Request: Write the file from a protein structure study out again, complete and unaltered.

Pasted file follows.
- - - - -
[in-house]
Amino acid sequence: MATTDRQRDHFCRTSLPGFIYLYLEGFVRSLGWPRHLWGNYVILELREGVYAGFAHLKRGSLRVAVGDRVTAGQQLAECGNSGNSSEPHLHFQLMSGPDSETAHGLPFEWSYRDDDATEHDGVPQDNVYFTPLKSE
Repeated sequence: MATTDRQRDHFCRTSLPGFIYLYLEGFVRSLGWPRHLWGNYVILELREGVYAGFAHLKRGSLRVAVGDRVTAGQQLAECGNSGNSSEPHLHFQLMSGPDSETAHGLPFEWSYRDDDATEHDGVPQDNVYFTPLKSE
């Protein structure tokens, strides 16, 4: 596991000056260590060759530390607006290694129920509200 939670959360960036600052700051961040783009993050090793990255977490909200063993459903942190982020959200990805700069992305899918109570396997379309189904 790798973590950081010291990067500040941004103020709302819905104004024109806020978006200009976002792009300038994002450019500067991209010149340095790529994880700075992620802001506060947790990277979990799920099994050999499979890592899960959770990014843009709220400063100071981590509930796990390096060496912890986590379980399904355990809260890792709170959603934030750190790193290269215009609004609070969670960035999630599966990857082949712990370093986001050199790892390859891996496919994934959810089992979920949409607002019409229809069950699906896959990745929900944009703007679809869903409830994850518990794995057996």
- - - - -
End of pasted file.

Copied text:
[in-house]
Amino acid sequence: MATTDRQRDHFCRTSLPGFIYLYLEGFVRSLGWPRHLWGNYVILELREGVYAGFAHLKRGSLRVAVGDRVTAGQQLAECGNSGNSSEPHLHFQLMSGPDSETAHGLPFEWSYRDDDATEHDGVPQDNVYFTPLKSE
Repeated sequence: MATTDRQRDHFCRTSLPGFIYLYLEGFVRSLGWPRHLWGNYVILELREGVYAGFAHLKRGSLRVAVGDRVTAGQQLAECGNSGNSSEPHLHFQLMSGPDSETAHGLPFEWSYRDDDATEHDGVPQDNVYFTPLKSE
């Protein structure tokens, strides 16, 4: 596991000056260590060759530390607006290694129920509200 939670959360960036600052700051961040783009993050090793990255977490909200063993459903942190982020959200990805700069992305899918109570396997379309189904 790798973590950081010291990067500040941004103020709302819905104004024109806020978006200009976002792009300038994002450019500067991209010149340095790529994880700075992620802001506060947790990277979990799920099994050999499979890592899960959770990014843009709220400063100071981590509930796990390096060496912890986590379980399904355990809260890792709170959603934030750190790193290269215009609004609070969670960035999630599966990857082949712990370093986001050199790892390859891996496919994934959810089992979920949409607002019409229809069950699906896959990745929900944009703007679809869903409830994850518990794995057996």